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Case Study on the Failure of Denver Airport Baggage System Project Management

Autor:   •  March 26, 2017  •  Thesis  •  1,379 Words (6 Pages)  •  607 Views

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Case study on the failure of Denver Airport Baggage System project management

1. Abstract

This report aims to figure out the underlying reasons of the failure of Denver Airport Baggage System project in a project management perspective and propound some suggestions related to project management on how to avoid or reduce the effects of the troubles this project encountered.

Throughout this report, the detailed analysis on project initiating, project planning, project executing and  project monitoring will be performed based on the knowledge that we have learnt from the course of  project management and quality assurance.

2. Introduction

A project involves uncertainty (Schwalbe, K., Managing Information Technology Projects, 8th Edition, Course Technology (Cengage Learning), 2016). Each project contains its special purpose and the objectives, scope, schedule, budget and risk are hard to measure with a fast and hard template. Besides, unexpected external factors may cause big changes to a project, especially for the IT project. Therefore, a well-designed and flexible project management holds a leading role to project success.

In order to release the high pressure of  airport capacity, city of Denver wanted to develop the Denver airport into a transportation hub which would be able to handle more than 50m passengers annually.

The baggage handling system of Denver airport was a critical success factor in this development plan.  The automatic baggage handling system can reduce the turnaround duration of the aircrafts and increase the whole operational efficiency.

The construction plan was commenced in 1989, and the expected deadline is 1993.

However, due to the ineffective project management, the automatic baggage handling system can’t be launched on time within budget, and as a result the open date of Denver airport was postponed 16 months, what’s more the expenditure on maintaining this empty airport and other financial cost was $1.1 million per delaying day.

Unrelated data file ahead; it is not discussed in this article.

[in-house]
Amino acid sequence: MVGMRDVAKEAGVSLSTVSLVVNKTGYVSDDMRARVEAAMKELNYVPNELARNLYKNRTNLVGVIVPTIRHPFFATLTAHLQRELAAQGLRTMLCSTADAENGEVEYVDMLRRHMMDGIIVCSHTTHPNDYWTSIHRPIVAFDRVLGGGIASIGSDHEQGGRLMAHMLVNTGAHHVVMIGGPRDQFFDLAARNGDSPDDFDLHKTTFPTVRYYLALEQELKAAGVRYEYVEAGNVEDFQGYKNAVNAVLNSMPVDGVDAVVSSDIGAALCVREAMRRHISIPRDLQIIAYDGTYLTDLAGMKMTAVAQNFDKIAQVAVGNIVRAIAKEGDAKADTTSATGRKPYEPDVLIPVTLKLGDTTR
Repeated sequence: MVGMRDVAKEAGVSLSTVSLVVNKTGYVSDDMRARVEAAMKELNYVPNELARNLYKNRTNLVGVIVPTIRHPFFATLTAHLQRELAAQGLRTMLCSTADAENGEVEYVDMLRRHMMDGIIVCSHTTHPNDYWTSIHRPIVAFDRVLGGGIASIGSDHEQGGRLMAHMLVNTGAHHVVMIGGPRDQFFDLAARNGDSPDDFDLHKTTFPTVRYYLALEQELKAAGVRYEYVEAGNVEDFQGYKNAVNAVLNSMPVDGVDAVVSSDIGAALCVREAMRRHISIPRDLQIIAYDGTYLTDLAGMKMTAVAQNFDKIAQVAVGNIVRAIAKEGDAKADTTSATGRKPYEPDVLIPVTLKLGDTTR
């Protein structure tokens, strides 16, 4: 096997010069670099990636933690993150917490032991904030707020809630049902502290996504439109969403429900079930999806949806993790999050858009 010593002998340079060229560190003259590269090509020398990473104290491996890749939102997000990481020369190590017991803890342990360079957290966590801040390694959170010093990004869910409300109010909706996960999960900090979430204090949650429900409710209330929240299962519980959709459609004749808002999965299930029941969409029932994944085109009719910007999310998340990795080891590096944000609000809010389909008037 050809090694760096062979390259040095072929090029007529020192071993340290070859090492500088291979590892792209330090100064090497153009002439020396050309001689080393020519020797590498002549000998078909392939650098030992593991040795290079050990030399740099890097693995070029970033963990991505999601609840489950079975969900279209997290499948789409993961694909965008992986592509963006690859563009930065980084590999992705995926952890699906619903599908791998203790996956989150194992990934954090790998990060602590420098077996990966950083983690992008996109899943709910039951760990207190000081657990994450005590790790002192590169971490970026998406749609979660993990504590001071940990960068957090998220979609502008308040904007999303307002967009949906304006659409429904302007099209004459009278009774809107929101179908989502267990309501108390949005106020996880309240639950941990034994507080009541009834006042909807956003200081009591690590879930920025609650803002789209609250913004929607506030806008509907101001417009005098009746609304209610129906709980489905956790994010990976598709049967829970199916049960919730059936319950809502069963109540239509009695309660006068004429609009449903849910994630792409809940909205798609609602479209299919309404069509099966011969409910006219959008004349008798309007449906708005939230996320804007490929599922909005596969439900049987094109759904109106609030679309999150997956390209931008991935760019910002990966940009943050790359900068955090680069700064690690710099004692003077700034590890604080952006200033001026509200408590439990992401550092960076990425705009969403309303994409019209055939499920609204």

Another dilemma of this case is that the airport had already demonstrated the detailed expected deliverable functions to the press, which included how the system crushed bags, disgorged content and how two carts moving at high speed reacted when they crashed into each other. However, on the expected opening date, the system could not accomplish their goal. Rather than automating all 3 concourses into one integrated system, the system was used in a single concourse, by a single airline and only for outbound flights.  All other baggage handling was performed using simple conveyor belts plus a manual tug and trolley system that was hurriedly built when it became clear that the automated system would never meet their goal.


3. Analysis

The failure of this project mainly caused by the following reasons:

Initiating stage:

(1) underestimation of the complexity of the project

The project charter of this project had not been well-prepared. The key schedule milestones, budget and constraints need to be illustrated in the project charter. However, the information in the project charter was not accurate enough. The complexity of the automated baggage system was not being identified, and a corresponding underestimation of the effort engaged caused by the misidentification of complexity.  The underestimation meant that the project management team had allowed the baggage system to become the airport’s critical path without realizing it.

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